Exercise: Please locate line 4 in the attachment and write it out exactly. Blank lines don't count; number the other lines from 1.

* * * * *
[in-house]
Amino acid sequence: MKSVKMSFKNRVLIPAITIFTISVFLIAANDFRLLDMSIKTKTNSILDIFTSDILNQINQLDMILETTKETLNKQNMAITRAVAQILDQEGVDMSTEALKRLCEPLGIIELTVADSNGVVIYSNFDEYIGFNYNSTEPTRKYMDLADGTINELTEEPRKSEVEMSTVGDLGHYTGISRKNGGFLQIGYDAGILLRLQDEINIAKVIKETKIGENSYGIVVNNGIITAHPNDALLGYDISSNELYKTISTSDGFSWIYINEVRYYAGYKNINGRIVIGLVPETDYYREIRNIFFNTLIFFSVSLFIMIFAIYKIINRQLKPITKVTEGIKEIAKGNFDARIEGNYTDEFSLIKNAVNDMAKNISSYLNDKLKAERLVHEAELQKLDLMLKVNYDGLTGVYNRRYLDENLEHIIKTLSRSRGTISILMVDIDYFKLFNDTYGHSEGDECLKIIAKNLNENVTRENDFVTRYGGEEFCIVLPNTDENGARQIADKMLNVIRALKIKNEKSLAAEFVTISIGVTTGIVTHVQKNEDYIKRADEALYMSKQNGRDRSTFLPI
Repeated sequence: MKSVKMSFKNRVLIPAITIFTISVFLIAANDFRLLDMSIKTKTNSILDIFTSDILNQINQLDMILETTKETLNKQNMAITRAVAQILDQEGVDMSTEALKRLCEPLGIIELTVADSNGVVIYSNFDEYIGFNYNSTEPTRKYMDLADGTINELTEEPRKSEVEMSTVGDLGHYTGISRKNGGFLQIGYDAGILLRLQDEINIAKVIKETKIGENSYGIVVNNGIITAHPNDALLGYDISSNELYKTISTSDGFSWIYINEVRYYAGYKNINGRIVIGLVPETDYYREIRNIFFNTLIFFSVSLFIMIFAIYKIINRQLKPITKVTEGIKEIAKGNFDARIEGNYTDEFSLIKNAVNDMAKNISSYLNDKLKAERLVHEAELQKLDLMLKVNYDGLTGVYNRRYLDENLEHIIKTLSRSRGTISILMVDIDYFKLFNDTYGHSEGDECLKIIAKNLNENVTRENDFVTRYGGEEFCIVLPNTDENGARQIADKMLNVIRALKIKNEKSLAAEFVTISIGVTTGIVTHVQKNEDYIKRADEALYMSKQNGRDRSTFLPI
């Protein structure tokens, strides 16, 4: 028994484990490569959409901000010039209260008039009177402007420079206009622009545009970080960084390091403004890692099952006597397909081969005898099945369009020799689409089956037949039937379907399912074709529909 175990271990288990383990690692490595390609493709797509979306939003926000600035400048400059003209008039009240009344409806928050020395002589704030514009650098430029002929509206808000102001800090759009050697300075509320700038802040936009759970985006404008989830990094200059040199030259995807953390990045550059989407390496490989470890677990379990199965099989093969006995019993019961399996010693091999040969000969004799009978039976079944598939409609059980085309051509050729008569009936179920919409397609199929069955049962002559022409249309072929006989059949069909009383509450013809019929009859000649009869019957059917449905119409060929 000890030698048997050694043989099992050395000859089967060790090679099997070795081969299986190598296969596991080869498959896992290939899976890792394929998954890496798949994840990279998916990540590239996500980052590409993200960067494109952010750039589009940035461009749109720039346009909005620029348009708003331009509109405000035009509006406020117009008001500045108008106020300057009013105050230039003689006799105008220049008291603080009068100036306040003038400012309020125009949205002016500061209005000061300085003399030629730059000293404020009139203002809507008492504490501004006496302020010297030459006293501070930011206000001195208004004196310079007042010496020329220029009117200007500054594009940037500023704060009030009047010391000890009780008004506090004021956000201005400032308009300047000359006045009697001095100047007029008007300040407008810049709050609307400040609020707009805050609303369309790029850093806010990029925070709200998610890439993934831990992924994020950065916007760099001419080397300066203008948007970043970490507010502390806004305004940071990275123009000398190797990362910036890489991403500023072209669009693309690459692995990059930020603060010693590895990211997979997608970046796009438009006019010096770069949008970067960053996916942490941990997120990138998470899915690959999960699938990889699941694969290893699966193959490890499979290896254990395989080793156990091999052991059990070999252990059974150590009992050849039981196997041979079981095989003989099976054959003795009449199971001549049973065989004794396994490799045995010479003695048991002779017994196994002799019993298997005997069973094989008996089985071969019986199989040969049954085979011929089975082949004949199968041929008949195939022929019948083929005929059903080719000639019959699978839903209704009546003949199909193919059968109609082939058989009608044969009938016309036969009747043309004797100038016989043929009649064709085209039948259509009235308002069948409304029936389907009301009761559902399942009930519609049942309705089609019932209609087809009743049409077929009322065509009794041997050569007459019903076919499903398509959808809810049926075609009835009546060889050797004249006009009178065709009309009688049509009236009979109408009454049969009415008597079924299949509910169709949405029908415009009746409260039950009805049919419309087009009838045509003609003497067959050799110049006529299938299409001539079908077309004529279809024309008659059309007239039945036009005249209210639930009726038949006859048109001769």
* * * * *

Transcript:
């Protein structure tokens, strides 16, 4: 028994484990490569959409901000010039209260008039009177402007420079206009622009545009970080960084390091403004890692099952006597397909081969005898099945369009020799689409089956037949039937379907399912074709529909 175990271990288990383990690692490595390609493709797509979306939003926000600035400048400059003209008039009240009344409806928050020395002589704030514009650098430029002929509206808000102001800090759009050697300075509320700038802040936009759970985006404008989830990094200059040199030259995807953390990045550059989407390496490989470890677990379990199965099989093969006995019993019961399996010693091999040969000969004799009978039976079944598939409609059980085309051509050729008569009936179920919409397609199929069955049962002559022409249309072929006989059949069909009383509450013809019929009859000649009869019957059917449905119409060929 000890030698048997050694043989099992050395000859089967060790090679099997070795081969299986190598296969596991080869498959896992290939899976890792394929998954890496798949994840990279998916990540590239996500980052590409993200960067494109952010750039589009940035461009749109720039346009909005620029348009708003331009509109405000035009509006406020117009008001500045108008106020300057009013105050230039003689006799105008220049008291603080009068100036306040003038400012309020125009949205002016500061209005000061300085003399030629730059000293404020009139203002809507008492504490501004006496302020010297030459006293501070930011206000001195208004004196310079007042010496020329220029009117200007500054594009940037500023704060009030009047010391000890009780008004506090004021956000201005400032308009300047000359006045009697001095100047007029008007300040407008810049709050609307400040609020707009805050609303369309790029850093806010990029925070709200998610890439993934831990992924994020950065916007760099001419080397300066203008948007970043970490507010502390806004305004940071990275123009000398190797990362910036890489991403500023072209669009693309690459692995990059930020603060010693590895990211997979997608970046796009438009006019010096770069949008970067960053996916942490941990997120990138998470899915690959999960699938990889699941694969290893699966193959490890499979290896254990395989080793156990091999052991059990070999252990059974150590009992050849039981196997041979079981095989003989099976054959003795009449199971001549049973065989004794396994490799045995010479003695048991002779017994196994002799019993298997005997069973094989008996089985071969019986199989040969049954085979011929089975082949004949199968041929008949195939022929019948083929005929059903080719000639019959699978839903209704009546003949199909193919059968109609082939058989009608044969009938016309036969009747043309004797100038016989043929009649064709085209039948259509009235308002069948409304029936389907009301009761559902399942009930519609049942309705089609019932209609087809009743049409077929009322065509009794041997050569007459019903076919499903398509959808809810049926075609009835009546060889050797004249006009009178065709009309009688049509009236009979109408009454049969009415008597079924299949509910169709949405029908415009009746409260039950009805049919419309087009009838045509003609003497067959050799110049006529299938299409001539079908077309004529279809024309008659059309007239039945036009005249209210639930009726038949006859048109001769």